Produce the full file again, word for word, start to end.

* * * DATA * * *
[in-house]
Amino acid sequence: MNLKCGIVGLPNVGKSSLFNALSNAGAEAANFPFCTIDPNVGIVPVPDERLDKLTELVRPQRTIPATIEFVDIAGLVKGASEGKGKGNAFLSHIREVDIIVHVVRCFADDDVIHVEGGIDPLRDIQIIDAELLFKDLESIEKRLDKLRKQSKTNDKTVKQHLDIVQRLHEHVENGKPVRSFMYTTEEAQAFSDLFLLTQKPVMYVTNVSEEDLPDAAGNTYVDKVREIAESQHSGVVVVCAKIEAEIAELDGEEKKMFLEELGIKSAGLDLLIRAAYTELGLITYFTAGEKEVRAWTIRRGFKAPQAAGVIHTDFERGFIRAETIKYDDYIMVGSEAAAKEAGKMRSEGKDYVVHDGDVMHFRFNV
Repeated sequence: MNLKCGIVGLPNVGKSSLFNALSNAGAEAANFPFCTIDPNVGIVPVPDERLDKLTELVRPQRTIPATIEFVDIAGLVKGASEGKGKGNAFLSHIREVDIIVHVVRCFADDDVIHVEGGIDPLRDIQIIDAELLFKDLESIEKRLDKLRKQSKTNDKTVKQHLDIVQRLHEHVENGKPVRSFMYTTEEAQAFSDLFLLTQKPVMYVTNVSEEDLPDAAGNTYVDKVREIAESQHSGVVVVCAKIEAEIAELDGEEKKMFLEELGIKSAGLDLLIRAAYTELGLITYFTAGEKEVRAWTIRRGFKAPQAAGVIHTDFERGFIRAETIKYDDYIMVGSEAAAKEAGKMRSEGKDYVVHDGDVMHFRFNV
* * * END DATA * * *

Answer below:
[in-house]
Amino acid sequence: MNLKCGIVGLPNVGKSSLFNALSNAGAEAANFPFCTIDPNVGIVPVPDERLDKLTELVRPQRTIPATIEFVDIAGLVKGASEGKGKGNAFLSHIREVDIIVHVVRCFADDDVIHVEGGIDPLRDIQIIDAELLFKDLESIEKRLDKLRKQSKTNDKTVKQHLDIVQRLHEHVENGKPVRSFMYTTEEAQAFSDLFLLTQKPVMYVTNVSEEDLPDAAGNTYVDKVREIAESQHSGVVVVCAKIEAEIAELDGEEKKMFLEELGIKSAGLDLLIRAAYTELGLITYFTAGEKEVRAWTIRRGFKAPQAAGVIHTDFERGFIRAETIKYDDYIMVGSEAAAKEAGKMRSEGKDYVVHDGDVMHFRFNV
Repeated sequence: MNLKCGIVGLPNVGKSSLFNALSNAGAEAANFPFCTIDPNVGIVPVPDERLDKLTELVRPQRTIPATIEFVDIAGLVKGASEGKGKGNAFLSHIREVDIIVHVVRCFADDDVIHVEGGIDPLRDIQIIDAELLFKDLESIEKRLDKLRKQSKTNDKTVKQHLDIVQRLHEHVENGKPVRSFMYTTEEAQAFSDLFLLTQKPVMYVTNVSEEDLPDAAGNTYVDKVREIAESQHSGVVVVCAKIEAEIAELDGEEKKMFLEELGIKSAGLDLLIRAAYTELGLITYFTAGEKEVRAWTIRRGFKAPQAAGVIHTDFERGFIRAETIKYDDYIMVGSEAAAKEAGKMRSEGKDYVVHDGDVMHFRFNV